On May 28, 1912 Senator Smith presented the findings of the sub-committee to the Senate with recommendations that medals be awarded to the Captain and crew of the RMS CARPATHIA for their bravery, condemned the Captain of the CALIFORNIAN who could have saved everyone on the RMS TITANIC and proposed bills that would improve safety practices on ships and in ship construction.

Senator Smith’s speech to the US Senate – May 28, 1912 :http://www.titanicinquiry.org/USInq/USReport/AmInqRepSmith02.php

The United States Senate Inquiry Report – May 28, 1912 :http://www.titanicinquiry.org/USInq/USReport/AmInqRep01.php

Senator William Alden Smith of Michigan

RMS TITANIC Film Released Starring Real Survivor

Dorthy Gibson is a stage actress and singer who since 1906 has appeared in a number of theatre and vaudeville productions on Broadway. She is the favorite model for famous commercial artist Harrison Fisher who has chosen her likeness for the covers of best-selling magazines such as Cosmopolitan, Ladies Home Journal, and the Saturday Evening Post. Gibson entered movies in early 1911, joining the Independent Moving Pictures Company. She went to Paris, France for the US-based Éclair Studios in July 1911. She was an instant success and one of the first actresses to be called a star after film credits started in 1911.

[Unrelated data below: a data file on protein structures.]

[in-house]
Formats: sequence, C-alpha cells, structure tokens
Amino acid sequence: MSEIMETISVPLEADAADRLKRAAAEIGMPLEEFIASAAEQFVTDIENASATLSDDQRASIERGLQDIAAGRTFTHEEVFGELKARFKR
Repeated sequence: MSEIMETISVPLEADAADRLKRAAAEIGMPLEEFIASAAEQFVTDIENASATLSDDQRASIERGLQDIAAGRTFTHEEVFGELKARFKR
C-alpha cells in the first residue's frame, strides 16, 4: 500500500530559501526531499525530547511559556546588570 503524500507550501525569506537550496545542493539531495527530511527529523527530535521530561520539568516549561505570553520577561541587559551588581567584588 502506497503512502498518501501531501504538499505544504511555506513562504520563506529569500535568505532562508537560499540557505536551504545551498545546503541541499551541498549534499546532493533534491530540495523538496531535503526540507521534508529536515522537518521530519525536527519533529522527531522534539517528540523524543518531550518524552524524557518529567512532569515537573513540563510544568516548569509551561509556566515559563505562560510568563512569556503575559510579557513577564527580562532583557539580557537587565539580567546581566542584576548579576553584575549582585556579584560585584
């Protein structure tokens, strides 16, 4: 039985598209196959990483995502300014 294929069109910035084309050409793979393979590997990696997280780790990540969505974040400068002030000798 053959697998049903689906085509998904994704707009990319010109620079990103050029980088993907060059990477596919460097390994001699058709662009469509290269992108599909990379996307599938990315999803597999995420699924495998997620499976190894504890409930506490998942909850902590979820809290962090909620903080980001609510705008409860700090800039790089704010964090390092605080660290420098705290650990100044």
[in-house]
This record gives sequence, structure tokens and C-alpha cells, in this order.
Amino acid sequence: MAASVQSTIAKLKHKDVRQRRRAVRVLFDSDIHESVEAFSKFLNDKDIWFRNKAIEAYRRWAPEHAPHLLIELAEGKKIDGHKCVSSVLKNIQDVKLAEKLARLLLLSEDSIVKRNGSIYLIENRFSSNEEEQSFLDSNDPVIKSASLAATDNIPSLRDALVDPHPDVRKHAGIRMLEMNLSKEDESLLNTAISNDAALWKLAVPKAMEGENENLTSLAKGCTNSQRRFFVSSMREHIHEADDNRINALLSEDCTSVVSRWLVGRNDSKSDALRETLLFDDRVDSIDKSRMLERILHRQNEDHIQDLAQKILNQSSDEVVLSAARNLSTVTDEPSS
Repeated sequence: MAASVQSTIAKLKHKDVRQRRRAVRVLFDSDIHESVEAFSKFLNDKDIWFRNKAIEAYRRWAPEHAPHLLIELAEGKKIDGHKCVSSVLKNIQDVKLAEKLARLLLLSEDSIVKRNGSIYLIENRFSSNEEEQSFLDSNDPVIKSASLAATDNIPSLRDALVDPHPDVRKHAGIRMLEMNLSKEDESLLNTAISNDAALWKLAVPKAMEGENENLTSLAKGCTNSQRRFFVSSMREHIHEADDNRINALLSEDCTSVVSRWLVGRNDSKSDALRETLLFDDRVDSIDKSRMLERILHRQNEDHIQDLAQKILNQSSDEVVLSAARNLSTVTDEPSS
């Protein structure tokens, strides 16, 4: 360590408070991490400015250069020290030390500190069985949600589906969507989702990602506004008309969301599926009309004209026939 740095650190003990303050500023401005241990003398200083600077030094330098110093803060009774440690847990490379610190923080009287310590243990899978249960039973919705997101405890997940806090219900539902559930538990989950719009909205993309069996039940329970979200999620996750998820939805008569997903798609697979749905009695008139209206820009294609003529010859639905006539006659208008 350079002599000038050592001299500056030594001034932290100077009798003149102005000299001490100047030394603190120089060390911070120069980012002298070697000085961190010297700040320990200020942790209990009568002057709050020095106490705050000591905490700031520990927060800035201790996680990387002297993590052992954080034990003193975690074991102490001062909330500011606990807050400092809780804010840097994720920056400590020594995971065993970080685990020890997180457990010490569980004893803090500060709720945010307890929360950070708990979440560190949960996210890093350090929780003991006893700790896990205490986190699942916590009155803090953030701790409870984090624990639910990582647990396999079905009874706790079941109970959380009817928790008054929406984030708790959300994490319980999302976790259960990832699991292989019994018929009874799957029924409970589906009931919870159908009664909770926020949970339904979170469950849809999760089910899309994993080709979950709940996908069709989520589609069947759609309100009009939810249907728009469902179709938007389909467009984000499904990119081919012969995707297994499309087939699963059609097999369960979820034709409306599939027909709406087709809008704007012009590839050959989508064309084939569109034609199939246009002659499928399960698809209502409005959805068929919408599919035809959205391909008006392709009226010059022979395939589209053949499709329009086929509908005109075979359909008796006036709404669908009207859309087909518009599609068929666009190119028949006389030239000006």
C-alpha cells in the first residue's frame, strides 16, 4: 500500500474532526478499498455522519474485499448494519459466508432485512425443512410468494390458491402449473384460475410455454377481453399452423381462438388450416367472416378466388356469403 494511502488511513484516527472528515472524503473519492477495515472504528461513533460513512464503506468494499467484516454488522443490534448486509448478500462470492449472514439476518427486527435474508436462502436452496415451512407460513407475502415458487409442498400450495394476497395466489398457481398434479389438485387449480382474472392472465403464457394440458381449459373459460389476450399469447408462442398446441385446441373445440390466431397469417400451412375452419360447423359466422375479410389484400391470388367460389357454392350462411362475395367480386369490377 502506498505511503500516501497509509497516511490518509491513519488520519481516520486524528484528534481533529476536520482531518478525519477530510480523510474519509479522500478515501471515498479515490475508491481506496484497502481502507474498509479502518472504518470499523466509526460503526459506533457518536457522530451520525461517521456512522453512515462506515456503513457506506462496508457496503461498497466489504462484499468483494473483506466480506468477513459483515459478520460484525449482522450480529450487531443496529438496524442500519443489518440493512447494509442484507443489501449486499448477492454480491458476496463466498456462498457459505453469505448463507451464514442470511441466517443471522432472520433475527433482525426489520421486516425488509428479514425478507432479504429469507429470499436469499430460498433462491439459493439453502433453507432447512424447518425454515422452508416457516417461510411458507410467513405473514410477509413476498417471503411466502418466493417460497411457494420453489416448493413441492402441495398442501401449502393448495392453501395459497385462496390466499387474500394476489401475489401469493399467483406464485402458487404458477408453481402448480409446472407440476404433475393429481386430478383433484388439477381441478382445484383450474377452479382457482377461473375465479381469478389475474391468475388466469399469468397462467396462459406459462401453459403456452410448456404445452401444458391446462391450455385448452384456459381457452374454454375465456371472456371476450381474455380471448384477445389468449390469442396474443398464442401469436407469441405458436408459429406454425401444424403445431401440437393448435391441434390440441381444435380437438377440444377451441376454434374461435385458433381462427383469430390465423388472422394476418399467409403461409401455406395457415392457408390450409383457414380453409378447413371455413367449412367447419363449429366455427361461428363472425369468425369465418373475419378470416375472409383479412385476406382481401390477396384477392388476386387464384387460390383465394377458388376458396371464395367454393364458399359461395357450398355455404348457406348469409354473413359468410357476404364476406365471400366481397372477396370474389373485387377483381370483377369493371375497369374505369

Cover girl Dorthy Gibson